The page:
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OPINION: Deep Conversations on seabed mining in the Cook Islands

Saturday 19 December 2020 | Written by Te Ipukarea Society | Published in Editorials, Opinion

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OPINION: Deep Conversations on seabed mining in the Cook Islands
The panelists at the screening of Deep Conversations. From right, Teherenui Koteka, Maria Tuoro, Metua Vaiimene, Alanna Smith, Petero Okotai and moderator Teina Mackenzie. TIS/20121838

A strong turnout and the varied discussion points at screening of Deep Conversations documentary were evidence that our people want more information on all aspect of deep-sea mining, writes Te Ipukarea Society

On Thursday this week, Te Ipukarea Society, supported by Kōrero O Te `Ōrau hosted a screening of a mini documentary called Deep Conversations. 

Deep Conversations presented the thoughts of a cross section of Cook Islanders from all walks of life, ranging in age from 22 to 80+. It was produced by Alanna Smith from Te Ipukarea Society, with the filming and editing undertaken by Konini Rongo from Rongokura Productions. Additional footage was supplied by Tokerau Jim Images and our 2015 coral reef survey archives

The common message from most of those interviewed, was that we are moving too fast into the unknown, and we need to tread cautiously. The documentary received resounding applause from the over 70 people who turned up for the evening.

Following the screening, a panel of five well-known Cook Islanders fielded an array of questions from the audience. The panelists were: the director of the Marae Moana office Maria Tuoro, recent theatre arts graduate Teherenui Koteka, board member of Cook Islands Investment Corporation Seabed  Resources Ltd (the joint venture between the Cook Islands Government and an overseas mining company)  Petero Okotai, Te Ipukarea Society conservation programme manager Alanna Smith and Cook Islands Tourism Corporation director of destination development Metua Vaiimene. They provided a brief overview of their thoughts on deep sea mining, and then did their best to respond to some very curly questions from the audience.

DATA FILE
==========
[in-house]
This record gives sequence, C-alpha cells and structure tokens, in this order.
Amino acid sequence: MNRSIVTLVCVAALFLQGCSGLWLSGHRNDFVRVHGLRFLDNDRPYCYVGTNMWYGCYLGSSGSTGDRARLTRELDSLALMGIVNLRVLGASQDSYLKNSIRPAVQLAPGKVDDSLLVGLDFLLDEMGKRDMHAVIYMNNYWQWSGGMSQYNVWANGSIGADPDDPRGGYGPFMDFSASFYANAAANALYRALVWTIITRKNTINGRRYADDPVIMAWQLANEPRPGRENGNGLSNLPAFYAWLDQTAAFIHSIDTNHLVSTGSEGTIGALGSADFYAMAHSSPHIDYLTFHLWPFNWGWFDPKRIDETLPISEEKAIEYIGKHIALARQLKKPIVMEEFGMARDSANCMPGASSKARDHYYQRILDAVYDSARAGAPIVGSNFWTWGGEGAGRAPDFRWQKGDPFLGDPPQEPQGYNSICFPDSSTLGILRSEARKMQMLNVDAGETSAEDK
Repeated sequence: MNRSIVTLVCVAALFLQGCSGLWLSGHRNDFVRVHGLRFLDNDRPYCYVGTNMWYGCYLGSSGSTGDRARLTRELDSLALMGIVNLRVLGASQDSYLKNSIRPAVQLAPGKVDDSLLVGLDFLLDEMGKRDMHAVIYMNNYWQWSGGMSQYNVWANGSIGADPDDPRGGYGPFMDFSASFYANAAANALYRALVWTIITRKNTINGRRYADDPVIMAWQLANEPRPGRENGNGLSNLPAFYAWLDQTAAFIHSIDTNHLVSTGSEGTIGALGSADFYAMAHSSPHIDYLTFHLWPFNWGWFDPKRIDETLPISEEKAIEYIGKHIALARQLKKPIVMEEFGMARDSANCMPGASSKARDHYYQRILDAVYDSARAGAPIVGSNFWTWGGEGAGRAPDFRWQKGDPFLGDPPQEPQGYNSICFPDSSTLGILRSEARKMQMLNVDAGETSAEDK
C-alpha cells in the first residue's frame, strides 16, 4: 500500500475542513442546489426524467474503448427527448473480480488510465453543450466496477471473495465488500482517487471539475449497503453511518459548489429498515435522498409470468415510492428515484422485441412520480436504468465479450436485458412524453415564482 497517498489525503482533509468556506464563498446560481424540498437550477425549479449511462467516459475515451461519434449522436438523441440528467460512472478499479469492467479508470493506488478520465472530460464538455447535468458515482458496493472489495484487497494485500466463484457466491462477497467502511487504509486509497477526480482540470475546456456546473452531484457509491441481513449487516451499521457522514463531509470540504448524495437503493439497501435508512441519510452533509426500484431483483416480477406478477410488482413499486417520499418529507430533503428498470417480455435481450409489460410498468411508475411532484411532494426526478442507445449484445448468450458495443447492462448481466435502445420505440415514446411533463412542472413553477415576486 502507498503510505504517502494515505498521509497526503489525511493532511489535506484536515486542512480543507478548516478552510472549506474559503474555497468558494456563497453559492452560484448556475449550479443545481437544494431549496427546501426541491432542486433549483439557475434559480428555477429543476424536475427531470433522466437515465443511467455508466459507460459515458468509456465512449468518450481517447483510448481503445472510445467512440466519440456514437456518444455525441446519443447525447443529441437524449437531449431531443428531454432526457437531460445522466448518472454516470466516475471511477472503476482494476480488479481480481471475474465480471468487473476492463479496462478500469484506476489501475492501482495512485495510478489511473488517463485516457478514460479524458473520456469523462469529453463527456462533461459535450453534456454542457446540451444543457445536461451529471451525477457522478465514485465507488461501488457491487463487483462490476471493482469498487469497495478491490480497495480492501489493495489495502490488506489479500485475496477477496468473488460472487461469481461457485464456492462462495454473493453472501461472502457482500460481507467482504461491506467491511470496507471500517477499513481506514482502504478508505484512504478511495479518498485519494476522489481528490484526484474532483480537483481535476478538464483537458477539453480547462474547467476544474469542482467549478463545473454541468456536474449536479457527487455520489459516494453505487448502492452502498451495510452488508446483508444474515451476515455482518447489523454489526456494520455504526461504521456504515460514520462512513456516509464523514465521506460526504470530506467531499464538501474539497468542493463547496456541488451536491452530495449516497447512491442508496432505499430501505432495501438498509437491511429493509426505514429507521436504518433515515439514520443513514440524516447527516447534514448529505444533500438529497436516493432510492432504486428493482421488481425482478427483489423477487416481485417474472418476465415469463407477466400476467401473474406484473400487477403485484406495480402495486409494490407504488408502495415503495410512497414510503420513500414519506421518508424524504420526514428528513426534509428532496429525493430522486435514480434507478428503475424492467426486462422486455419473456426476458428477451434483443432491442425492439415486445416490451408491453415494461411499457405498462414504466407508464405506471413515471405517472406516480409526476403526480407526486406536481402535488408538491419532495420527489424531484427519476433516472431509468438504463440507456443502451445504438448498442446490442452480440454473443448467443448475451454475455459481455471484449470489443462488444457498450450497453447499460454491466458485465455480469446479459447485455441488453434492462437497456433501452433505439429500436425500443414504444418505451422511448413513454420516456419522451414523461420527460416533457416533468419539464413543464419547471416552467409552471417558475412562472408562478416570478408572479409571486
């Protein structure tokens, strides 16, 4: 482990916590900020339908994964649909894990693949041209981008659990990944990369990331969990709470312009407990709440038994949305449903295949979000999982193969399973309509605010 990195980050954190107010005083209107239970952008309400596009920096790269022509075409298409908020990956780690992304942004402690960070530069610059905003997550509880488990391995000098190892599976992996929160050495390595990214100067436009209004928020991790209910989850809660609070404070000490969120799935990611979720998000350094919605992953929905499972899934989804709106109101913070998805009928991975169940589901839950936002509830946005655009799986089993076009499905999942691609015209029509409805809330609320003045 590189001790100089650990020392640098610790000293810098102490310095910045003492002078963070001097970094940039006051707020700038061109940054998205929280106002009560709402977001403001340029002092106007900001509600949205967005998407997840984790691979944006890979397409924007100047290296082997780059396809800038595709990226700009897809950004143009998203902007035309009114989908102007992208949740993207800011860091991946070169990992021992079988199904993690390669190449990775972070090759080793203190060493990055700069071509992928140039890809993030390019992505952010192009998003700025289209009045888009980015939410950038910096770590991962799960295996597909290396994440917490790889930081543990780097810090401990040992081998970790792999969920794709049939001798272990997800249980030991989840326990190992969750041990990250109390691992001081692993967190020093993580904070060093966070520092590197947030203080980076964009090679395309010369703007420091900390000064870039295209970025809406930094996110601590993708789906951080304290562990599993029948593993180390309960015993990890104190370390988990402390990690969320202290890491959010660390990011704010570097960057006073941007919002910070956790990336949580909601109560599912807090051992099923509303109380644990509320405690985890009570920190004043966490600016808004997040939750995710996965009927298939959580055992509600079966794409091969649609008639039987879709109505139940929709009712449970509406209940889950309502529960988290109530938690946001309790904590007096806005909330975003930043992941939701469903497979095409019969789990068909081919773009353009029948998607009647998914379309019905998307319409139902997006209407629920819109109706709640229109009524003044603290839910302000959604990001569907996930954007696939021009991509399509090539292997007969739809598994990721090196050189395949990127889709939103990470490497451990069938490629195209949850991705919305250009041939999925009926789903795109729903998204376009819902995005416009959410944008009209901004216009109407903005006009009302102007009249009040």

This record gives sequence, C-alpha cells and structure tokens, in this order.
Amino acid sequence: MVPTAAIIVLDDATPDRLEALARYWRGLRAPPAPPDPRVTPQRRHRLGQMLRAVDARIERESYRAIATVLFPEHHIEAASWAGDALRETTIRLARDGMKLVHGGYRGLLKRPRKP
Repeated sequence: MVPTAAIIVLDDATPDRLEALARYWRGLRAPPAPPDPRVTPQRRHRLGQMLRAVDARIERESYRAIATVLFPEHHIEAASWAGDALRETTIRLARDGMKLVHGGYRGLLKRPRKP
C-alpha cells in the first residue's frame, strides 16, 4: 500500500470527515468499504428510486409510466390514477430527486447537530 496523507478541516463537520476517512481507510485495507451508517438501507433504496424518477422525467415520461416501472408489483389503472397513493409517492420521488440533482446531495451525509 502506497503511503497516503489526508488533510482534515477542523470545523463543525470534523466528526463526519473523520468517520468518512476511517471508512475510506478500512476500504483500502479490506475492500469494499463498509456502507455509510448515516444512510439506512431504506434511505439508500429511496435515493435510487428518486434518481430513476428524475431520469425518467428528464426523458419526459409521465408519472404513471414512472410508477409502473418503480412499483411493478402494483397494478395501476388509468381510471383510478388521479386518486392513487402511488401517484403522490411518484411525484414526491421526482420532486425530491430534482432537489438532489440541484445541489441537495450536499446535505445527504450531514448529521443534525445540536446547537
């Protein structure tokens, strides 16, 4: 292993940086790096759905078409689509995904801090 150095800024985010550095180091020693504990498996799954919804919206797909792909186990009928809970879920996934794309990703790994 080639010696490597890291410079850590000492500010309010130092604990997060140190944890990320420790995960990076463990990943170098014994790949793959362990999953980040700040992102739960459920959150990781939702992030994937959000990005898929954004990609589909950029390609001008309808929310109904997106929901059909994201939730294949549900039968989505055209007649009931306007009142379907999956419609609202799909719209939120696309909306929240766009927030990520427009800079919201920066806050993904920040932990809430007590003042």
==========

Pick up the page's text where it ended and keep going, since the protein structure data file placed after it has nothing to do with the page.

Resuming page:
In relation to the potential for deep sea mining to impact our tourism industry, Metua Vaiimene explained that the Tourism Corporation has so far been unable to use our Marae Moana in marketing the Cook Islands to tourists. This is in large part due to the park being “multi-use”, with some of those uses, including mining, being perceived as environmentally damaging.

Alanna Smith reminded everyone that although our Marae Moana is a multi-use marine park, where activities including seabed mining can potentially take place, the primary purpose of the Marae Moana Act is to protect and conserve the Cook Islands marine environment. Despite this, the tender for exploration within our waters was launched before oceanic conservation areas within our Exclusive Economic Zone have even been defined. 

Petero Okotai made it clear that irreversible damage will occur if deep sea mining goes ahead, and the big question that needs to be answered is what level of damage is going to be considered acceptable. This is why it is so important to take time, and get seabed mining environmental regulations in place that apply an appropriate measure of caution.

Teherenui Koteka really encouraged people to participate in the dialogue, to become engaged in this important issue, and to exercise their right to free speech and speak out or ask questions if they have any particular concerns.

Maria Tuoro spoke on the importance of improving collaboration between agencies, and we are grateful that she was setting an example of this by accepting our invitation to speak on the panel.

The Seabed Minerals Authority sent their apologies for not being able to participate on the panel, as they had a prior engagement. Dr. Teina Rongo was also set to be on the panel but, this being the busy season, had family commitments arise. We hope to have future, similar events, so that their (and others) valuable expertise can be heard.

The strong turnout and the varied discussion points were evidence that our people want more information on all aspect of deep-sea mining. The documentary and subsequent panel discussion may seem like small steps in making this happen, but we are hopeful for a big impact.

Te Ipukarea Society would like to sincerely thank Pasha and the staff at Tamarind House for offering the perfect venue to host the evening, Marino Evans for agreeing at very short notice to film the panel discussion, and Jim Perkins for use of his sound system, and Teina Mackenzie for her moderating the discussion. 

Also, meitaki maata to all the panelists for accepting our invitation to participate, and everyone who was brave enough to be interviewed for our documentary. We are also grateful to Sustainable Ocean Alliance and Kōrero O Te `Ōrau, who provided additional funding for the documentary and event.